In a rare acknowledgement of failure in its screening process, the United Nations has stopped a Sri Lankan military commander from going for a peacekeeping mission in the middle east.
Up until several rights watchdogs and Tamil organisations wrote to the head of UN peacekeeping urging to stop Lieutenant Colonel Rathnappuli Wasantha Kumara Hewage, he was scheduled for deployment to Lebanon on 18 February 2018.
Detailing the commander’s wartime record in a period when extensive violations of international humanitarian law and human rights law perpetrated by the Sri Lankan security forces, the letter condemned the UN for failing to screen Lieutenant Colonel Hewage.
On Monday, the UN confirmed that the officer’s deployment to lead the 12th Force Protection Company (FPC) for the United Nations Interim Force in Lebanon (UNIFIL) has been put on hold “pending a review of the matter”.
“A decision regarding deployment of this officer will be made once the review is complete,” said spokesman for the UN Secretary General Farhan Haq in New York, responding to a question by investigative journalist Matthew Russell Lee.
The UN had gone back to the Sri Lanka government for a background check on Wasantha Hewage.
“We are in communication with the Permanent Mission of Sri Lanka regarding the officer’s background and Sri Lanka is cooperating fully with our inquiries. The United Nations takes reports of potential human rights violations very seriously. As a matter of policy, we are committed to ensuring that all personnel serving with the UN meet the highest standards of efficiency, competence and integrity, including respect for and commitment to human rights.”
Sri Lanka’s own human rights commission had been responsible for screening potential peacekeepers.
Bloody military attack
The letter to UN Department of Peacekeeping Operations (DPKO) protesting the deployment of Lt. Col. Hewage highlights that he was present as a major in the Puthkudyiruppu frontline after taking over duties “as the Commanding Officer of the 14th Battalion on 20th February, 2009”.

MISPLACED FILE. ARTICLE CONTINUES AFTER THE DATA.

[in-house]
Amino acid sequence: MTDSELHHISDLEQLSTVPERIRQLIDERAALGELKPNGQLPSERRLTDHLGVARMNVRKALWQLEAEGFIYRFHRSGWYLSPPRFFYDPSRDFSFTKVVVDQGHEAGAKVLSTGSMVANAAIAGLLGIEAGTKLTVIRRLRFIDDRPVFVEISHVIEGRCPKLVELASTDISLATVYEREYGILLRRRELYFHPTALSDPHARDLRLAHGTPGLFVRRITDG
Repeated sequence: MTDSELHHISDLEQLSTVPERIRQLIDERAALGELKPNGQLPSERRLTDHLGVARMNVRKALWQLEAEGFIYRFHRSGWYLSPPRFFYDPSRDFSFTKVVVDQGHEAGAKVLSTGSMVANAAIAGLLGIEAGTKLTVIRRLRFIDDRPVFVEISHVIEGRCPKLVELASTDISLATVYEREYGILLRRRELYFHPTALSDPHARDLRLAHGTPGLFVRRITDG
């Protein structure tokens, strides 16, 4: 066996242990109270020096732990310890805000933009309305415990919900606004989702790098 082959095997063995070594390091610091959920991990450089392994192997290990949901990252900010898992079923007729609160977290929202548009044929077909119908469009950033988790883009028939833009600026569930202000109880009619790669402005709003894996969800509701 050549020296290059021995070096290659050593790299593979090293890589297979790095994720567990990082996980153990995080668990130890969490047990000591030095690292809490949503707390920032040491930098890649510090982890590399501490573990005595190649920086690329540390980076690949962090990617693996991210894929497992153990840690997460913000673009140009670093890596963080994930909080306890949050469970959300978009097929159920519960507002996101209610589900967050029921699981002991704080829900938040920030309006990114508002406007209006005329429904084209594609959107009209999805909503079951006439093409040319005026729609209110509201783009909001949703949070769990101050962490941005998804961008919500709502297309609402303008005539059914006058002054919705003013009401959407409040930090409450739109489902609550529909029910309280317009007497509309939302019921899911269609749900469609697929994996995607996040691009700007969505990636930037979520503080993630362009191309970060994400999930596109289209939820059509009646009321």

This was after his active participation in the bloody military assault on Kilinochchi as the Acting Commander of 4 Sinha Regiment, which functioned under the 57 Division led by Major General Jagath Dias.
Acknowledging receipt of the protest letter, UN Spokesman Stephane Dujarric last week told Matthew Russell Lee in New York that DPKO was considering “available information from within and outside of the UN system” in reviewing the background of personnel to be deployed.
“Member States that provide UN personnel to peacekeeping operations also have the responsibility to certify that the personnel they nominate have not been involved, by act or omission, in violations of international humanitarian or human rights law or have been repatriated on disciplinary grounds from any UN operation,” he added.
Sri Lanka military says that two batches of the Lebanon-bound Sri Lanka Army’s 12th Force Protection Company (FPC) for UNIFIL left the island this weekend.
The final group from the contingent of 150 Army personnel is to leave on 6 March.